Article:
Sun Mar 04, 2012 1:14 am
Profile Email
User avatar
Years of membershipYears of membershipYears of membershipYears of membershipYears of membershipYears of membershipYears of membershipYears of membership
Book Slut

Gold Contributor

Joined: Oct 2005
Posts: 4111
Location: Canberra
Thanks: 1126
Thanked: 1169 times in 878 posts
Gender: Male
Country: Australia (au)

Post Re: Ch. 8 - The Grand Design
Davies point in that article http://cosmos.asu.edu/publications/chap ... galore.pdf on multiverse explanations is that "followed to its logical extreme, it leads to conclusions that are at best bizarre, at worst absurd."

We have enough difficulty understanding our own universe without speculating about imaginary ones.


_________________
http://rtulip.net


Sun Mar 04, 2012 1:41 am
Profile Email WWW
Display posts from previous:  Sort by  
Post new topic Reply to topic  [ 18 posts ] • Topic evaluate: Evaluations: 0, 0.00 on the average.Evaluations: 0, 0.00 on the average.Evaluations: 0, 0.00 on the average.Evaluations: 0, 0.00 on the average.Evaluations: 0, 0.00 on the average.  Go to page 1, 2  Next



Who is online

Users browsing this forum: No registered users and 0 guests


You cannot post new topics in this forum
You cannot reply to topics in this forum
You cannot edit your posts in this forum
You cannot delete your posts in this forum
You cannot post attachments in this forum

Search for:


BookTalk.org Links 
Forum Rules & Tips
Frequently Asked Questions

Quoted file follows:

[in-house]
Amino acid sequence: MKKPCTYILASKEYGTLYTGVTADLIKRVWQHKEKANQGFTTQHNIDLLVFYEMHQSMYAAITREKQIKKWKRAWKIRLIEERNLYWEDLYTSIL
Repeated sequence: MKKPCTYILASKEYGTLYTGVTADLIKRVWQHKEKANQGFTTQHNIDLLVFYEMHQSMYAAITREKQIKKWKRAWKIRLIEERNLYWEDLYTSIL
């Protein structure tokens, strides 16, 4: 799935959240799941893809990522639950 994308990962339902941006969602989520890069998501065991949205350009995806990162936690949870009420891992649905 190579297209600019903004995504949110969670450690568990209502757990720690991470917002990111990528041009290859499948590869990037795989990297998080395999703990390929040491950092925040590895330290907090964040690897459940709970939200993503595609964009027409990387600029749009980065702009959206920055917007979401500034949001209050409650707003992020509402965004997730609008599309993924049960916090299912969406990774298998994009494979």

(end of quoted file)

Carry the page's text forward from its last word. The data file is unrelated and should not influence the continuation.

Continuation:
BBCode Explained
Info for Authors & Publishers
Featured Book Suggestions
Author Interview Transcripts
Be a Book Discussion Leader!
    

Love to talk about books but don't have time for our book discussion forums? For casual book talk join us on Facebook.

Featured Books






BookTalk.org is a free book discussion group or online reading group or book club. We read and talk about both fiction and non-fiction books as a group. We host live author chats where booktalk members can interact with and interview authors. We give away free books to our members in book giveaway contests. Our booktalks are open to everybody who enjoys talking about books. Our book forums include book reviews, author interviews and book resources for readers and book lovers. Discussing books is our passion. We're a literature forum, or reading forum. Register a free book club account today! Suggest nonfiction and fiction books. Authors and publishers are welcome to advertise their books or ask for an author chat or author interview.


Navigation 
MAIN NAVIGATION

HOMEFORUMSBOOKSTRANSCRIPTSOLD FORUMSADVERTISELINKSFAQDONATETERMS OF USEPRIVACY POLICY

BOOK FORUMS FOR ALL BOOKS WE HAVE DISCUSSED